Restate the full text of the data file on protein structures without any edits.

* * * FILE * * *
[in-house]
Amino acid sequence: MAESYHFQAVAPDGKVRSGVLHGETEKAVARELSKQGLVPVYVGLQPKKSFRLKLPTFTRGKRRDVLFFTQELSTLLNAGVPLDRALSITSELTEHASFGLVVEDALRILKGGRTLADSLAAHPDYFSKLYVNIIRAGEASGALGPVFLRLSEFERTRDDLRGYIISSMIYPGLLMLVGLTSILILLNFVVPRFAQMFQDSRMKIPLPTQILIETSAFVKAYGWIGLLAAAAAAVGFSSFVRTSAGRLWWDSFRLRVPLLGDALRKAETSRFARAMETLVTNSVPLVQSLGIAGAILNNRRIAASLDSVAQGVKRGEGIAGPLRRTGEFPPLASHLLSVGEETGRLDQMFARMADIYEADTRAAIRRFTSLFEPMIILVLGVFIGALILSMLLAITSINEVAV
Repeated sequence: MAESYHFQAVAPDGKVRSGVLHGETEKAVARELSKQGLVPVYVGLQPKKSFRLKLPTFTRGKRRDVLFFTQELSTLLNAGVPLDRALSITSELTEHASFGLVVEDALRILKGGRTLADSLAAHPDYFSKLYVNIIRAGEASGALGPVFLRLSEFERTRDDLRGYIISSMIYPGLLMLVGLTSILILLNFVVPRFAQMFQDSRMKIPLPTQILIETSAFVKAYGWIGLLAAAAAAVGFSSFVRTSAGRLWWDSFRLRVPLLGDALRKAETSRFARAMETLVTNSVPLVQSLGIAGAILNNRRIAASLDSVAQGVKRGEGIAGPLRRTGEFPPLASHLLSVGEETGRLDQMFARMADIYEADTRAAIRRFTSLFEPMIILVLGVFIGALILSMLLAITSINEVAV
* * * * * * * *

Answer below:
[in-house]
Amino acid sequence: MAESYHFQAVAPDGKVRSGVLHGETEKAVARELSKQGLVPVYVGLQPKKSFRLKLPTFTRGKRRDVLFFTQELSTLLNAGVPLDRALSITSELTEHASFGLVVEDALRILKGGRTLADSLAAHPDYFSKLYVNIIRAGEASGALGPVFLRLSEFERTRDDLRGYIISSMIYPGLLMLVGLTSILILLNFVVPRFAQMFQDSRMKIPLPTQILIETSAFVKAYGWIGLLAAAAAAVGFSSFVRTSAGRLWWDSFRLRVPLLGDALRKAETSRFARAMETLVTNSVPLVQSLGIAGAILNNRRIAASLDSVAQGVKRGEGIAGPLRRTGEFPPLASHLLSVGEETGRLDQMFARMADIYEADTRAAIRRFTSLFEPMIILVLGVFIGALILSMLLAITSINEVAV
Repeated sequence: MAESYHFQAVAPDGKVRSGVLHGETEKAVARELSKQGLVPVYVGLQPKKSFRLKLPTFTRGKRRDVLFFTQELSTLLNAGVPLDRALSITSELTEHASFGLVVEDALRILKGGRTLADSLAAHPDYFSKLYVNIIRAGEASGALGPVFLRLSEFERTRDDLRGYIISSMIYPGLLMLVGLTSILILLNFVVPRFAQMFQDSRMKIPLPTQILIETSAFVKAYGWIGLLAAAAAAVGFSSFVRTSAGRLWWDSFRLRVPLLGDALRKAETSRFARAMETLVTNSVPLVQSLGIAGAILNNRRIAASLDSVAQGVKRGEGIAGPLRRTGEFPPLASHLLSVGEETGRLDQMFARMADIYEADTRAAIRRFTSLFEPMIILVLGVFIGALILSMLLAITSINEVAV